kathleen ann goonan


Much like Shelley, Goonan insists that the cycle of mad creation can only be broken by those members of society who have both a formal education in the public sphere and humane moral instruction in its private counterpart. Verity's education, when compared with Abe's education, illustrates the necessity of both scientific and moral instruction. Abe, like Victor Frankenstein, devoured books in his childhood even when advised by his parents to pursue other endeavors. Both scientists, then, receive a scientific education unbalanced by moral instruction at home. By way of contrast, Verity (like Frankenstein's creature), receives both formal and moral instruction from her adoptive family.

The differences in the two characters' educations and personalities become apparent when they are forced from the bosom of their respective families. After his mother's death, Abe loses moral control over himself and devotes himself almost exclusively to his semi-Oedipal obsession with reanimating India in the city he builds for her. This has disastrous results for both mother and son-and, of course, the inhabitants of Cincinnati as a whole. Verity, however, is able to rely on her strong moral compass to bear her along on the mission that awaits her after her childhood with the Shakers. Instead of being caught up in her own desires, Verity sacrifices herself to ransom those who need her. She "[cares] what happens to … people" and in doing so is able to change what "no City-raised person" could: the sick, repetitive patterns of the City itself (414, 420).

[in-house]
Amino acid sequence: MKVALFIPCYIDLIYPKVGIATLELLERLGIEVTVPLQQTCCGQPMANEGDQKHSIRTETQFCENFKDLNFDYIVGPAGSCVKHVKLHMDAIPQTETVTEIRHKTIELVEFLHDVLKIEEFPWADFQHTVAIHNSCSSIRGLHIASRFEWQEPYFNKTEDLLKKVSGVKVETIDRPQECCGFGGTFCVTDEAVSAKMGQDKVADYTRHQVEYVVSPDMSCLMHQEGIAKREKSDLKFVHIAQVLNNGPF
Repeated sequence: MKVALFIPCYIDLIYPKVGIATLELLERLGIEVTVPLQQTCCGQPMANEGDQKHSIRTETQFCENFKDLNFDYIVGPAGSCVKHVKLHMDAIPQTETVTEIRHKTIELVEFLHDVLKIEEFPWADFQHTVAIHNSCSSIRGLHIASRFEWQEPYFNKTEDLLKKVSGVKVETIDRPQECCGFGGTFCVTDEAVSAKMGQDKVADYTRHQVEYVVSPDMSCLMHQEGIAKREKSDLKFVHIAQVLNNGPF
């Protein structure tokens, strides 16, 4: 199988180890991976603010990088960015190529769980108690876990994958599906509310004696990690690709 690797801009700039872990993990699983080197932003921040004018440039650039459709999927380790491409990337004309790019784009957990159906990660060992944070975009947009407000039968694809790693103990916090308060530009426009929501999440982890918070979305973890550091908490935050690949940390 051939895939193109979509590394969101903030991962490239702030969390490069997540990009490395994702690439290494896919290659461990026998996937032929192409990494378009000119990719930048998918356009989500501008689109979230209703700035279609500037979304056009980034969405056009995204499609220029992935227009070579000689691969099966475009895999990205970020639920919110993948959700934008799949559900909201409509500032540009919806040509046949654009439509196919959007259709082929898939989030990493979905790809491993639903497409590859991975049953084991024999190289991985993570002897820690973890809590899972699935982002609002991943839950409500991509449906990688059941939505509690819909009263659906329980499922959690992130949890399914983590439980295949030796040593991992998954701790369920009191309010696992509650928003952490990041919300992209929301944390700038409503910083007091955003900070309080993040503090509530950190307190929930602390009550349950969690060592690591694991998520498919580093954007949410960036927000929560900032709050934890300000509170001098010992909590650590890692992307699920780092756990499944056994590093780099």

Of course, Verity does not save the City by herself. Rather, she does so in tandem with Rose (by way of the program named Dennis), the only other character in Goonan's novel who seems to have received both public and private education. Much like her literary predecessor Elizabeth, Rose has acquired a well-rounded education that permits her to maintain her connections to the domestic sphere and the moral order with which it is typically associated. This rare quality is what leads Rose to plant the seeds of change in Abe's City and thus ensure its salvation. Her intervention, in the form of Dennis, facilitates Verity's breaking of the City's bubble and allows "the change into Rose's sane City" (452).Without her concern, the City of Cincinnati would descend into the inevitable chaos of a closed system.

It is precisely this infiltration that allows Rose to mitigate the near-catastrophe resulting from Abe's nonsexual reproduction of life. When Abe harnesses the power to create, he cancels out the need for sexual reproduction. He passes on the ability of self-perpetuation to the Hive India, allowing her to enslave the citizens of the City and use them for her own ends. In truth, the entire Hive works "as if they were mothers needing no fathers," to preserve this cycle of self-reproduction (413). Once again, then, Goonan both invokes and reworks Shelley. Nonsexual scientific reproduction leads to the degradation of humanity, but in Goonan's world, at least, that degradation is ultimately reversed by a heroine who transcends the ideals of her maker and who embraces both romantic and sexual communion with others.




  ethics of creation


bodies and identity


domesticity, morality,
and motherhood



  interview with
kathleen ann goonan